Finiscope Proves a Real Boon to Roosevelt Raceway Patrons: Large TV Screen at Top of Stretch Provides Distant Fans, Daily Racing Form, 1955-06-01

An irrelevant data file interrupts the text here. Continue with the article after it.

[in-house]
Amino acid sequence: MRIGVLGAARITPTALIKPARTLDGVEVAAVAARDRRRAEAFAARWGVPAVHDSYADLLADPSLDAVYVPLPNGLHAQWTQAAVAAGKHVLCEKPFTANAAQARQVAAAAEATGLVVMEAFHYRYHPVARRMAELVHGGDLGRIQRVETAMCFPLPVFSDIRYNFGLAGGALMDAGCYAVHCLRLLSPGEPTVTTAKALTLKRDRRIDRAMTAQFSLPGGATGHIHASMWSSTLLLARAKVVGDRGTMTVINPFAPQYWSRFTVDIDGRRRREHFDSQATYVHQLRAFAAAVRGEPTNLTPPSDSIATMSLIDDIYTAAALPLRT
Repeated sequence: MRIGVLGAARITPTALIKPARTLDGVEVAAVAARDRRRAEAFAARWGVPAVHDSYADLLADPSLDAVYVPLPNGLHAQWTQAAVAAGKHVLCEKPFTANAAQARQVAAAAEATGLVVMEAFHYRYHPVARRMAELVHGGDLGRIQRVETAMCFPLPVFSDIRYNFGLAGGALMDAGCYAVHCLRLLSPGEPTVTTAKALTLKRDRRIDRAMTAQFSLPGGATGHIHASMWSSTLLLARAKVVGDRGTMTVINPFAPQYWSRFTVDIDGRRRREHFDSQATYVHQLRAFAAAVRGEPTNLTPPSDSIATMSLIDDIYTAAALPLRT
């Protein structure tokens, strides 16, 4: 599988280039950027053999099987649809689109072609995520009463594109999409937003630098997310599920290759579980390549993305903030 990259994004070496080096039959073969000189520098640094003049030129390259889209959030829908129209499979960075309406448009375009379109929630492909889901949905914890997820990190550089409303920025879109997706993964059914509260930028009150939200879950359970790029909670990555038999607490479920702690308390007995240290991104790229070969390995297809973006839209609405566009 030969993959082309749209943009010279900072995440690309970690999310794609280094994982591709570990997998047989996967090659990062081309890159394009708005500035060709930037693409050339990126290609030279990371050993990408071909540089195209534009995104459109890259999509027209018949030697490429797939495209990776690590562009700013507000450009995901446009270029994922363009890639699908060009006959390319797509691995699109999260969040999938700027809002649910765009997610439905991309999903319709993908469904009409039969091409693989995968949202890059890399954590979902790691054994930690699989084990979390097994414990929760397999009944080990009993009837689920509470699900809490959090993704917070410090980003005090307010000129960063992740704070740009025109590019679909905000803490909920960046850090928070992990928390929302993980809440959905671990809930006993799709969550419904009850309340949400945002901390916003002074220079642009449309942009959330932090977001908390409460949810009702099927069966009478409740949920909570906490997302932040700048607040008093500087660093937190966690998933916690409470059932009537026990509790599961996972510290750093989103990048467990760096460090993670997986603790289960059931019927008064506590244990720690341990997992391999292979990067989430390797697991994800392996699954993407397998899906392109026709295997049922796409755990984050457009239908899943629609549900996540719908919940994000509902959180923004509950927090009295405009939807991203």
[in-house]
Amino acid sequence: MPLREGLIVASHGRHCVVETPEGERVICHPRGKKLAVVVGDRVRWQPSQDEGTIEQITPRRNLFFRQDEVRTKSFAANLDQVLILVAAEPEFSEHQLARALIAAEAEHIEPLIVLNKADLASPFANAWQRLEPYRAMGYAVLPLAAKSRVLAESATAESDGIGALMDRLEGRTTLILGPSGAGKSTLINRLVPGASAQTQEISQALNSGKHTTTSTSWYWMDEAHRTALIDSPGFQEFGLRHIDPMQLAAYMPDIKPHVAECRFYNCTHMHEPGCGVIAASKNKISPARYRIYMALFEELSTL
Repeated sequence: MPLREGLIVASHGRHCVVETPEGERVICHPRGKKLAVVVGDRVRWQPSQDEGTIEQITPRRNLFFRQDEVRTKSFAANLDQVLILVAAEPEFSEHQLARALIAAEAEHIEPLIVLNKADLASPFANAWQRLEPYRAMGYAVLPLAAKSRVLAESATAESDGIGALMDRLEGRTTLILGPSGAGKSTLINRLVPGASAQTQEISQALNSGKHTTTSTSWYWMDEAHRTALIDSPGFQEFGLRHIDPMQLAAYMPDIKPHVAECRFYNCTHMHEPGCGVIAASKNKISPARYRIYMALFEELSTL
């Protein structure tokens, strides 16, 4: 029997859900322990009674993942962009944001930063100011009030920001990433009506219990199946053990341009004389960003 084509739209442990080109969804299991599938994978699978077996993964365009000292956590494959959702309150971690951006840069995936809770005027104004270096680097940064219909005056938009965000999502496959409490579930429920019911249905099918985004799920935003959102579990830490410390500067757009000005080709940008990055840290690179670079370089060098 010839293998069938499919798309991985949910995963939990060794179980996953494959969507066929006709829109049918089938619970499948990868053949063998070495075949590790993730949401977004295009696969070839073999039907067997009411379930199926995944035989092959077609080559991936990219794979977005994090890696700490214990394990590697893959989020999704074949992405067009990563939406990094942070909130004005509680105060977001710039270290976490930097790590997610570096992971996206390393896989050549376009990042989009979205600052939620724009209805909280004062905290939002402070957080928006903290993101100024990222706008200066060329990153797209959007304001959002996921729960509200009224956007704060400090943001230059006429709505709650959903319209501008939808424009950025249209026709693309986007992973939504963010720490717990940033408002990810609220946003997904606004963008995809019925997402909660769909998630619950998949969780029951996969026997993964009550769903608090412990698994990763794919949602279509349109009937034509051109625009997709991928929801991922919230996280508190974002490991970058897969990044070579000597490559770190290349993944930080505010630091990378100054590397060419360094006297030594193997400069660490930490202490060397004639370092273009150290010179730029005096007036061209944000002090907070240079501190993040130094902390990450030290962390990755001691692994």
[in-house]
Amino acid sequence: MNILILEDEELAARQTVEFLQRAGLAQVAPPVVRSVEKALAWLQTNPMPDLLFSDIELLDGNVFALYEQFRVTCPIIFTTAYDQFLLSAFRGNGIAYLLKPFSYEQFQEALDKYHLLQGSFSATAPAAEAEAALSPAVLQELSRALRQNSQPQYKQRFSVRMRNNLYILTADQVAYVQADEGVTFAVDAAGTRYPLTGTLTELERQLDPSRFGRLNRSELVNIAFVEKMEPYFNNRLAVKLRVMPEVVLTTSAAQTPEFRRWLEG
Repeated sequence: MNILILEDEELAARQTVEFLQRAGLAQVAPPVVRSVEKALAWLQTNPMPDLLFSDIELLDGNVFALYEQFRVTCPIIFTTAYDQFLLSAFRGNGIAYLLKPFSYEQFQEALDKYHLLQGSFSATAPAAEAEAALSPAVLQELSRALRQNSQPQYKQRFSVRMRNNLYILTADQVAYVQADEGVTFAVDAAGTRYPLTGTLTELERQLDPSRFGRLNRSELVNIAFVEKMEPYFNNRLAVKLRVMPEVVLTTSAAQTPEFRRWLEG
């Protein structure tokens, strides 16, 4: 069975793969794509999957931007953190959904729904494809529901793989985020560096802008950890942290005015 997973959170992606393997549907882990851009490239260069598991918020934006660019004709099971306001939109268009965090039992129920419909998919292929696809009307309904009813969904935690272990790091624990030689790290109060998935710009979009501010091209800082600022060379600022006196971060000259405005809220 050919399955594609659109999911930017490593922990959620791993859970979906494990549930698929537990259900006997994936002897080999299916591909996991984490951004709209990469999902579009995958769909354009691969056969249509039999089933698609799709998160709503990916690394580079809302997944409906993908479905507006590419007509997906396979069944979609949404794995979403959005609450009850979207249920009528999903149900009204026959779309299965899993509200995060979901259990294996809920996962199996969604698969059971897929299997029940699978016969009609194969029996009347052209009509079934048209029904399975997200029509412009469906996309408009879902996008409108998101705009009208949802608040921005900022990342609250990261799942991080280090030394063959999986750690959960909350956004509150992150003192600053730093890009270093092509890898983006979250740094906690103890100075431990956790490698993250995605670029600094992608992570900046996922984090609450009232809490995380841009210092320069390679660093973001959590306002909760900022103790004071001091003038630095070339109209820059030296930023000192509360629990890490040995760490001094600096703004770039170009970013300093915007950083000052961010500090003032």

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: .__ . tr: i , Finiscope Proves a Real Boon To Rooseyelf Raceway Patrons Large TV Screen at Top of Stretch Provides Distant Fans With View of Finish . WESTBURY, N. Y., May 31.— After a thorough test of more than three weeks, the problem that has haunted sports promoters for years — trying to provide a good seat for all the paying customers in the house — has been just about solved at. Roosevelt Raceway. The installation of Finiscope, a new projection-television process, at the Westbury harness racing track has made it possible for patrons to see the finish of all races from practically anywhere in the plant. During the short time it has been in operation here, Finiscope has proved immensely popular with the racing fans. Alvin L. Weil, secretary of thetrack, summed it up by saying, "Finiscope admirably answers the question of how to give fans at the top of the stretch the complete picture of the race at the finish line. Previously, there was much guesswork as to the actual winner. With Finiscope, the picture in front of them tells the story." Screen is 20 Feet Square r At present, the only Finiscope screen in operation at Roosevelt is strategically placed at the head of the stretch. It is 20 feet square, giving patrons in the bleacher seats and in the far end of the grandstand a close-up view of the finish, which is a bit more than an eighth of a mile away. So popular is Finiscope since its introduction here that Roosevelt officials are now contemplating the installation of additional screens at various key points beneath and behind the grandstand. Essentially, Finiscope is a closed circuit television system which projects the finish of all races on a huge screen. It brings the finish of a .race to fans not in a position to see the actual conclusion of the event. As its name implies, Finiscope is concerned only with the final stage of a race, Only the last furlong of a contest is flashed on the screen, bringing a close-up view of -the field as it turns for home. The television camera employed in the process is equipped with a special lens which enables it either to show a close-up view of the leading horses or the entire field, depending on how tightly the pack is bunched. The idea for Finiscope was conceived by Irvipg Gray, a New York television execu-tive-who has long been a harness racing devotee. Gray is personal manager of comedian Milton Berle and is also the executive producer of the Buick-Berle television show. Combining his interest in the sulky sport and his technical knowledge and experience in television, Gray came up with the idea of Finiscope two years ago. After formulating his plan and working out the details- with electronic engineers, he presented it to George Morton Levy, top official at Roosevelt, who welcomed the idea enthusiastically. More research and development was done and Finiscope went into operation at the track early this month. CLOSE-UP VIEW OF FINISCOPE PICTURE— This gives patrons, situated many yards from the actual finish line, an undistorted yiew of the horses asv they go under-the wire. The screen is 20 feet square. LOCATION OF FINISCOPE SCREEN— This picture shows Finiscope in action, with patrons who previously cbuFcf not see the finish now in a position tb Vifcw*J the finale for themselves.

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